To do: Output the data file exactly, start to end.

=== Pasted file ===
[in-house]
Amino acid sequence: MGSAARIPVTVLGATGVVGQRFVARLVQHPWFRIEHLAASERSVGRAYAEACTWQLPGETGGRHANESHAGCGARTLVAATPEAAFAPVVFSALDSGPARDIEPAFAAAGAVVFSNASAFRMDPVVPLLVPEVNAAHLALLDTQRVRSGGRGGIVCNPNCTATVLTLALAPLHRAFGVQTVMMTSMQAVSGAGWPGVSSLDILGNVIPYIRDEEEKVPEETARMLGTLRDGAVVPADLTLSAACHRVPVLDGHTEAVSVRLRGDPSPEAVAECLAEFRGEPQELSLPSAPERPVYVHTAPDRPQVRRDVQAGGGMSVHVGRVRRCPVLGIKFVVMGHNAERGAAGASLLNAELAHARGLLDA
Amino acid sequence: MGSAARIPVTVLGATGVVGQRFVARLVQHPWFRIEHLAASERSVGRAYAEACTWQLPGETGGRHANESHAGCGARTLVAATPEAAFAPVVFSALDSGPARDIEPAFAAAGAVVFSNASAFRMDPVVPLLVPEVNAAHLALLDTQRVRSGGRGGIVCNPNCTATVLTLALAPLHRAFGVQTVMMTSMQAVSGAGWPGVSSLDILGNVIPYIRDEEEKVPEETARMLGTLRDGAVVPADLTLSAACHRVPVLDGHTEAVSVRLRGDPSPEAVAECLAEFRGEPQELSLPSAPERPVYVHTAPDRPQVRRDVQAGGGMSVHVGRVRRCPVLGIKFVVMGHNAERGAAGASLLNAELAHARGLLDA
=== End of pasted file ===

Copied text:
[in-house]
Amino acid sequence: MGSAARIPVTVLGATGVVGQRFVARLVQHPWFRIEHLAASERSVGRAYAEACTWQLPGETGGRHANESHAGCGARTLVAATPEAAFAPVVFSALDSGPARDIEPAFAAAGAVVFSNASAFRMDPVVPLLVPEVNAAHLALLDTQRVRSGGRGGIVCNPNCTATVLTLALAPLHRAFGVQTVMMTSMQAVSGAGWPGVSSLDILGNVIPYIRDEEEKVPEETARMLGTLRDGAVVPADLTLSAACHRVPVLDGHTEAVSVRLRGDPSPEAVAECLAEFRGEPQELSLPSAPERPVYVHTAPDRPQVRRDVQAGGGMSVHVGRVRRCPVLGIKFVVMGHNAERGAAGASLLNAELAHARGLLDA
Amino acid sequence: MGSAARIPVTVLGATGVVGQRFVARLVQHPWFRIEHLAASERSVGRAYAEACTWQLPGETGGRHANESHAGCGARTLVAATPEAAFAPVVFSALDSGPARDIEPAFAAAGAVVFSNASAFRMDPVVPLLVPEVNAAHLALLDTQRVRSGGRGGIVCNPNCTATVLTLALAPLHRAFGVQTVMMTSMQAVSGAGWPGVSSLDILGNVIPYIRDEEEKVPEETARMLGTLRDGAVVPADLTLSAACHRVPVLDGHTEAVSVRLRGDPSPEAVAECLAEFRGEPQELSLPSAPERPVYVHTAPDRPQVRRDVQAGGGMSVHVGRVRRCPVLGIKFVVMGHNAERGAAGASLLNAELAHARGLLDA